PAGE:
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Window Maker 0.80 Released 189

Posted by michael
from the road-less-traveled dept.
An anonymous submitter points out that Window Maker, the window manager behind GNUStep, is now up to version 0.80. There is NEWS which describes some of the recent changes, as well as a Changelog.
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Window Maker 0.80 Released

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  • Improvements (Score:1, Interesting)

    by Gryftir (161058)
    Maybe it's just me, and if so I apologize, but I have yet to see anything all that new from windowmaker.
    • Re:Improvements (Score:2, Interesting)

      by Anonymous Coward
      You're right, but it's not a Windowmaker lack; if one needs tons of features there are KDE ang Gnome. I strongly hope that WMaker will never become fat and slow like these ones. Wmaker is a great wm, and definitely rocks once completed with the ultra-fast desktop manager ROX. []
      • Re:Improvements (Score:3, Informative)

        by Anonymous Coward
        Window Maker is a window manager - it draws pretty borders around windows and lets you move them. KDE and GNOME are "desktop environments" -- an interapplication communication protocols and a collection of applications. Entirely different beasts.
      • Re:Improvements (Score:2, Informative)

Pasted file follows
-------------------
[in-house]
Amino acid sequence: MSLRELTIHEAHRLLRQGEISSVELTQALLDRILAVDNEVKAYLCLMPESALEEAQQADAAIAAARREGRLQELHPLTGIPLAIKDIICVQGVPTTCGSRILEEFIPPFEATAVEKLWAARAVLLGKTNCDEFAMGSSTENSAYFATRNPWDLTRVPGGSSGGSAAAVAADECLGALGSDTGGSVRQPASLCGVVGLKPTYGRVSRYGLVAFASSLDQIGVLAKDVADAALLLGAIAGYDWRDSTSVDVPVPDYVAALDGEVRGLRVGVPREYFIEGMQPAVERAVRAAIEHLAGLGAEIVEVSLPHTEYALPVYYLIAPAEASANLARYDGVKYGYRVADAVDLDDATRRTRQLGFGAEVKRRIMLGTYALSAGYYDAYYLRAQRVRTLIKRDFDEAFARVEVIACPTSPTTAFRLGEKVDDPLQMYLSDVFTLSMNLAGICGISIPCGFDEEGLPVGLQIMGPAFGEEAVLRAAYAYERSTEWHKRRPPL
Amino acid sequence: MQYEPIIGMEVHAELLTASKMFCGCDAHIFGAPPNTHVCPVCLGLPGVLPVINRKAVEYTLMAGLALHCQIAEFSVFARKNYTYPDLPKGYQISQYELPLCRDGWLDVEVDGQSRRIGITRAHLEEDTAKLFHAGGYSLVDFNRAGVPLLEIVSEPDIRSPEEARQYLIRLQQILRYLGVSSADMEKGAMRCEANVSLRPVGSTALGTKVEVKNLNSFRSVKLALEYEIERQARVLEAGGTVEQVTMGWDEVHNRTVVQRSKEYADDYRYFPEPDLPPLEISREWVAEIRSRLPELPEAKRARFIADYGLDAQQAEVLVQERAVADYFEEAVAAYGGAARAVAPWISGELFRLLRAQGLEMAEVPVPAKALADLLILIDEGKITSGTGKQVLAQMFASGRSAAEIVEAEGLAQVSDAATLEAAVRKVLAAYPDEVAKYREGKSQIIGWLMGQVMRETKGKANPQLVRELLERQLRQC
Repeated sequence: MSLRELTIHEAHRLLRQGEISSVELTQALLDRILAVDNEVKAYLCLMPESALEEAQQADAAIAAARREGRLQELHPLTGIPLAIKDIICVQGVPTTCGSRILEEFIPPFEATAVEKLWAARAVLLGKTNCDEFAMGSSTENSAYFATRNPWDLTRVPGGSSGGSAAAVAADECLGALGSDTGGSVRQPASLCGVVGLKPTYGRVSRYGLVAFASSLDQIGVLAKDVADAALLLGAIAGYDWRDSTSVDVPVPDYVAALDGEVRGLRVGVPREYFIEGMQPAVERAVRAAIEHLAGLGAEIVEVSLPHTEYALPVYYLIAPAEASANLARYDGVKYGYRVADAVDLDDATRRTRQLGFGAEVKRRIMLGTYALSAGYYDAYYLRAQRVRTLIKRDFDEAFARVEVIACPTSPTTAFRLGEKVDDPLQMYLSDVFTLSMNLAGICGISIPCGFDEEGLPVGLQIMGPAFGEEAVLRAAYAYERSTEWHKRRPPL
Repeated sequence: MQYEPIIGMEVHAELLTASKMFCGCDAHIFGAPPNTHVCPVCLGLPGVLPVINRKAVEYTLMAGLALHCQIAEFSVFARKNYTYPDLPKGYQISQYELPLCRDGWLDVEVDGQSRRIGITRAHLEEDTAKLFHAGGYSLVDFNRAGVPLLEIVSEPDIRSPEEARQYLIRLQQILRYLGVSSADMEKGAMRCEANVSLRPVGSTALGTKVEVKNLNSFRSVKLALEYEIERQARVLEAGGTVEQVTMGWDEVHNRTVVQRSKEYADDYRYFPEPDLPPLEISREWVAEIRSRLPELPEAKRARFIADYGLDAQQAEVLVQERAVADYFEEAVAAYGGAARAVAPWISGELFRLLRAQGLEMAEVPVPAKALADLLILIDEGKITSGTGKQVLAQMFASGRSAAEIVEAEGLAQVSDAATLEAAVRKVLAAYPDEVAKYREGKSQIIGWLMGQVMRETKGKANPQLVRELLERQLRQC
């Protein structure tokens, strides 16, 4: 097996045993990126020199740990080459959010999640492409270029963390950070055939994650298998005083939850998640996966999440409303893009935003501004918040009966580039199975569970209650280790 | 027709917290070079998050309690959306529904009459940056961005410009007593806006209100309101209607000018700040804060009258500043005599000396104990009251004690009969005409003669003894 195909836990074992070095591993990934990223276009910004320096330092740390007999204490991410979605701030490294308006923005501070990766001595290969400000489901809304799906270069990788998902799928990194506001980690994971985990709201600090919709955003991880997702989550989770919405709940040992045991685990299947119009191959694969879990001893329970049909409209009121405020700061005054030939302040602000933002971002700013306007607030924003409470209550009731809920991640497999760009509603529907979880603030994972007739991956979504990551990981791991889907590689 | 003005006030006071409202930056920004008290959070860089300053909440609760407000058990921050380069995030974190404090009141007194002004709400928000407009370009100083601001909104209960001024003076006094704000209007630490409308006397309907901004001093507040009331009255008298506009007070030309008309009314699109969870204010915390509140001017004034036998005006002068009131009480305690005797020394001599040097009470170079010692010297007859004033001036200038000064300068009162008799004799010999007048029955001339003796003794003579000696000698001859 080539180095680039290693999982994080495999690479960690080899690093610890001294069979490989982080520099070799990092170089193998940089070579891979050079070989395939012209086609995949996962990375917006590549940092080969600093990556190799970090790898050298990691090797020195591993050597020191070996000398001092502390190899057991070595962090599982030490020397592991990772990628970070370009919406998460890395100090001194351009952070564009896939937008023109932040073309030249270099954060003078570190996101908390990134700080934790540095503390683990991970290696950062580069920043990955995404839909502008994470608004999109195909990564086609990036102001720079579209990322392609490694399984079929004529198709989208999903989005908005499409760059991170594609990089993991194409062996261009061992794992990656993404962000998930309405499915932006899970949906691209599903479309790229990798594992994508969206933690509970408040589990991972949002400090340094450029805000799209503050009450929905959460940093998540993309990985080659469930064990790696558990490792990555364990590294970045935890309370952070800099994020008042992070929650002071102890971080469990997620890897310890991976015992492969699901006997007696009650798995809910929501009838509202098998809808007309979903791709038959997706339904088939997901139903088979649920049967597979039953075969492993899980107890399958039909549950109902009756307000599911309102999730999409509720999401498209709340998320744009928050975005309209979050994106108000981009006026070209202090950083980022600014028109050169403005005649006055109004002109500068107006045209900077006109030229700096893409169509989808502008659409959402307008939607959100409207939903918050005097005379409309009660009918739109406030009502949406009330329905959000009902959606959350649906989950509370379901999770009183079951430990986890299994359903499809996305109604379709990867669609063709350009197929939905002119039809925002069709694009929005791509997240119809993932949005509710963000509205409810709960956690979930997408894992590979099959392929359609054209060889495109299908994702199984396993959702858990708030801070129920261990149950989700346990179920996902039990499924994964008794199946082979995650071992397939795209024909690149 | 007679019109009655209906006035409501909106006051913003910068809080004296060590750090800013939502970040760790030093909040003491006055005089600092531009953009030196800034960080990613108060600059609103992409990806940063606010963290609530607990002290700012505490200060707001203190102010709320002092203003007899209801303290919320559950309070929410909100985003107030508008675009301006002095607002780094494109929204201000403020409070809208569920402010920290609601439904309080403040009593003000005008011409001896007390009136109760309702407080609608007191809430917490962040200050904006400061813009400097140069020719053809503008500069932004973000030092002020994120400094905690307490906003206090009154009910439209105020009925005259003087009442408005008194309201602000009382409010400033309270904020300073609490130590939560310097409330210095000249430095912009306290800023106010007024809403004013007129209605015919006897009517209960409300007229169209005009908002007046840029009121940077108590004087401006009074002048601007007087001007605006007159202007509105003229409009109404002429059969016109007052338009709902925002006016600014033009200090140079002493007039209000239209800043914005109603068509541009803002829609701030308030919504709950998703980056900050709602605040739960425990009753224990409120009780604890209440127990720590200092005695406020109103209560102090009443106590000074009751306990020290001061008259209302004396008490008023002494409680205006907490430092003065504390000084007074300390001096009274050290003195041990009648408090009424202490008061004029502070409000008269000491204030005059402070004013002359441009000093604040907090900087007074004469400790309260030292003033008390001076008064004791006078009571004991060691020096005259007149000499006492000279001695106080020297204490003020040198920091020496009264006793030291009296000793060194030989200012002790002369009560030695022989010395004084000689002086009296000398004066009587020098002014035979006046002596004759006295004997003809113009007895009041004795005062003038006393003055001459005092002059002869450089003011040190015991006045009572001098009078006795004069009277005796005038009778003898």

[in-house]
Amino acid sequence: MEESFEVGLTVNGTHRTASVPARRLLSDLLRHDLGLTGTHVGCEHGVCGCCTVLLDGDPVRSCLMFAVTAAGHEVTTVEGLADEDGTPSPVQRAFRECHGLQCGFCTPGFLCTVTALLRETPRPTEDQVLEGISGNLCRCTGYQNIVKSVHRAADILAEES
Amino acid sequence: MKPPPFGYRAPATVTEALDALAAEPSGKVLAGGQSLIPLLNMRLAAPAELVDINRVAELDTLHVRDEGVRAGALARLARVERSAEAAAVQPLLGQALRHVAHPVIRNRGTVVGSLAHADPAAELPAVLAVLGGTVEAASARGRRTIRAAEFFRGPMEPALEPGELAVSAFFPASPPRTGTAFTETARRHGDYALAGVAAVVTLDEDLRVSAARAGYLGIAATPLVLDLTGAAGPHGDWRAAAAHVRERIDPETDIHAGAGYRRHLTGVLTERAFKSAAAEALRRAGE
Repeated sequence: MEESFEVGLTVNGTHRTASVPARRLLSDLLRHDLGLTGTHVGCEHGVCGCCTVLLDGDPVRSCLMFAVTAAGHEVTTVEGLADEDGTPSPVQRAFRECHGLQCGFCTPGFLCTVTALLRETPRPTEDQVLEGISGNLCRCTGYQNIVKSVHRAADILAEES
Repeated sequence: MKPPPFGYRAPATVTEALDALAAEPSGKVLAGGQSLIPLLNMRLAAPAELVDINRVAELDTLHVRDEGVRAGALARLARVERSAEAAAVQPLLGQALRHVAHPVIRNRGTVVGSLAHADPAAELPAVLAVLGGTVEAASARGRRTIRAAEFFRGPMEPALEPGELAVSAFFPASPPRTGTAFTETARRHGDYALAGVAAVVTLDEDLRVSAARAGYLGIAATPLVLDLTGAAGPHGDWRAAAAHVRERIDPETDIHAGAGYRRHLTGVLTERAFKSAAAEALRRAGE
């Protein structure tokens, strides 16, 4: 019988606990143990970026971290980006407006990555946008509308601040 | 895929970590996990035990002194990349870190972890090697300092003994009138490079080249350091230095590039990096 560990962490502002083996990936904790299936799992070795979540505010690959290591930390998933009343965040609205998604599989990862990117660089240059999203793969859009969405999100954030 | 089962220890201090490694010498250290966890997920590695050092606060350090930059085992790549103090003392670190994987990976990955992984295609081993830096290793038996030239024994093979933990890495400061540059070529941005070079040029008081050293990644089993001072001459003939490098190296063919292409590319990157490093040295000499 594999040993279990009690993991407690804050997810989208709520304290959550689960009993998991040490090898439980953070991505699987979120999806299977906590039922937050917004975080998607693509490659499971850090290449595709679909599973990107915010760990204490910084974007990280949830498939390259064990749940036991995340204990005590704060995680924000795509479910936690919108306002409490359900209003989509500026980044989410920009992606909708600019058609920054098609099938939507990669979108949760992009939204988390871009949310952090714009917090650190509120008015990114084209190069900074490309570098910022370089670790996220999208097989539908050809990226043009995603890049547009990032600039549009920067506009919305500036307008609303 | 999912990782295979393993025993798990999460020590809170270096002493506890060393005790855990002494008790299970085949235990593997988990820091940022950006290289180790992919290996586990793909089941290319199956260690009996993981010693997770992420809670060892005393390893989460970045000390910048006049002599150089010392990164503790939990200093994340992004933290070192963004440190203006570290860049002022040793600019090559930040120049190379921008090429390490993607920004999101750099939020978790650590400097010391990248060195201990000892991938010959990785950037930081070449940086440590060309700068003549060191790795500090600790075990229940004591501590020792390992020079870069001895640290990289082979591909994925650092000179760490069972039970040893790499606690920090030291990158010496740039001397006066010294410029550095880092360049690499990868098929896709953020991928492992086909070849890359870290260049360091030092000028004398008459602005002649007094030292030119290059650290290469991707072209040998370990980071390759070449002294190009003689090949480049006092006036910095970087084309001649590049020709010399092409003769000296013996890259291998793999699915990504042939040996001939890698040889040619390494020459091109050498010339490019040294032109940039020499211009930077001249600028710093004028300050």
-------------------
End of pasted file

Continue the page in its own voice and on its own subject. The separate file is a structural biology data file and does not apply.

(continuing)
by UberLame (249268)
        It is not appropriate to compare WindowMaker to GNOME (or KDE) since WindowMaker is a window manager, and GNOME is a desktop environment. It would be more appropriate to compare WindowMaker and Sawfish(the windowmanager that GNOME defaults to). Further, there is no reason that you can't use both, like having the gnome panels and desktop tools running, but using WindowMaker instead of Sawfish (which I have done in the past).

        Now, GNOME2 can be pretty sluggish. However, Sawfish itself seems to be reasonably fast (and low CPU usage) on my P2-200. I doubt that I would feel the same way about sawfish on a 486 (which I typically use WindowMaker or blackbox on for speed). The whole construction of sawfish fasinates me (it is basically written in lisp), and I keep wanting to find a way to integrate it with emacs and my other lisp programs). However, I haven't yet had the time to investigate making sawfish behave in a more WindowMaker like maner. It should be possible though.